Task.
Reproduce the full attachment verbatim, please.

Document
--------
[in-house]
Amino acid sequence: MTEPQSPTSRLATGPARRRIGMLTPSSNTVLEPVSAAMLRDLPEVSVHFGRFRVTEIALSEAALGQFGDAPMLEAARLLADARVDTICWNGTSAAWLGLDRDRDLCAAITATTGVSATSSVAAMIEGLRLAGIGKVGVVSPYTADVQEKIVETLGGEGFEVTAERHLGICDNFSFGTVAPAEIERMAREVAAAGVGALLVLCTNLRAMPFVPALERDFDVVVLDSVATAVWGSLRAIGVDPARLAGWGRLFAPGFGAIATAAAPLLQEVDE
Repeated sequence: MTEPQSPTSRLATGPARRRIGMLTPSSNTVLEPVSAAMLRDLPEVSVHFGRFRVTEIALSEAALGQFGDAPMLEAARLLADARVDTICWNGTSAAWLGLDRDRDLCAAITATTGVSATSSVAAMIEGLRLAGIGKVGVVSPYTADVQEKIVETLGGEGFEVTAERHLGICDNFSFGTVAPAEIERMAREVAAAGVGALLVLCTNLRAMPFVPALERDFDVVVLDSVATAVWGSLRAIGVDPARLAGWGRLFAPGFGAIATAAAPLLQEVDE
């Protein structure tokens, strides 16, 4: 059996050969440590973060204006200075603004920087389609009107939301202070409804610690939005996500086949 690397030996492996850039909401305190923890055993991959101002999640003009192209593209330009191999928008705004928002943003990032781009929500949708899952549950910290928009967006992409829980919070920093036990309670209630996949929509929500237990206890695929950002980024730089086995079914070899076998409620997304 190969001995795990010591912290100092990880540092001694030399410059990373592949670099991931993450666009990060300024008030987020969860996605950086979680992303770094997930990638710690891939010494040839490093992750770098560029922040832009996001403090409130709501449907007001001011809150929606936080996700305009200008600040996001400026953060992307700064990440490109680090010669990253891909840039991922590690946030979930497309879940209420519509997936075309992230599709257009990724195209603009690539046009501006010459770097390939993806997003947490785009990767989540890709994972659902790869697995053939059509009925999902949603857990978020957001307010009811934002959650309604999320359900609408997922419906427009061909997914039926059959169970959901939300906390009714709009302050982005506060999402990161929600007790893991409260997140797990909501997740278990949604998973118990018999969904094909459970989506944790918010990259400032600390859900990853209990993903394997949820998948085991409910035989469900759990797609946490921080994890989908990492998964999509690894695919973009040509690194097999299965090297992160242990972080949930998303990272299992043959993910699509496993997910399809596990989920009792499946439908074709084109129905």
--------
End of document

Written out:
[in-house]
Amino acid sequence: MTEPQSPTSRLATGPARRRIGMLTPSSNTVLEPVSAAMLRDLPEVSVHFGRFRVTEIALSEAALGQFGDAPMLEAARLLADARVDTICWNGTSAAWLGLDRDRDLCAAITATTGVSATSSVAAMIEGLRLAGIGKVGVVSPYTADVQEKIVETLGGEGFEVTAERHLGICDNFSFGTVAPAEIERMAREVAAAGVGALLVLCTNLRAMPFVPALERDFDVVVLDSVATAVWGSLRAIGVDPARLAGWGRLFAPGFGAIATAAAPLLQEVDE
Repeated sequence: MTEPQSPTSRLATGPARRRIGMLTPSSNTVLEPVSAAMLRDLPEVSVHFGRFRVTEIALSEAALGQFGDAPMLEAARLLADARVDTICWNGTSAAWLGLDRDRDLCAAITATTGVSATSSVAAMIEGLRLAGIGKVGVVSPYTADVQEKIVETLGGEGFEVTAERHLGICDNFSFGTVAPAEIERMAREVAAAGVGALLVLCTNLRAMPFVPALERDFDVVVLDSVATAVWGSLRAIGVDPARLAGWGRLFAPGFGAIATAAAPLLQEVDE
């Protein structure tokens, strides 16, 4: 059996050969440590973060204006200075603004920087389609009107939301202070409804610690939005996500086949 690397030996492996850039909401305190923890055993991959101002999640003009192209593209330009191999928008705004928002943003990032781009929500949708899952549950910290928009967006992409829980919070920093036990309670209630996949929509929500237990206890695929950002980024730089086995079914070899076998409620997304 190969001995795990010591912290100092990880540092001694030399410059990373592949670099991931993450666009990060300024008030987020969860996605950086979680992303770094997930990638710690891939010494040839490093992750770098560029922040832009996001403090409130709501449907007001001011809150929606936080996700305009200008600040996001400026953060992307700064990440490109680090010669990253891909840039991922590690946030979930497309879940209420519509997936075309992230599709257009990724195209603009690539046009501006010459770097390939993806997003947490785009990767989540890709994972659902790869697995053939059509009925999902949603857990978020957001307010009811934002959650309604999320359900609408997922419906427009061909997914039926059959169970959901939300906390009714709009302050982005506060999402990161929600007790893991409260997140797990909501997740278990949604998973118990018999969904094909459970989506944790918010990259400032600390859900990853209990993903394997949820998948085991409910035989469900759990797609946490921080994890989908990492998964999509690894695919973009040509690194097999299965090297992160242990972080949930998303990272299992043959993910699509496993997910399809596990989920009792499946439908074709084109129905």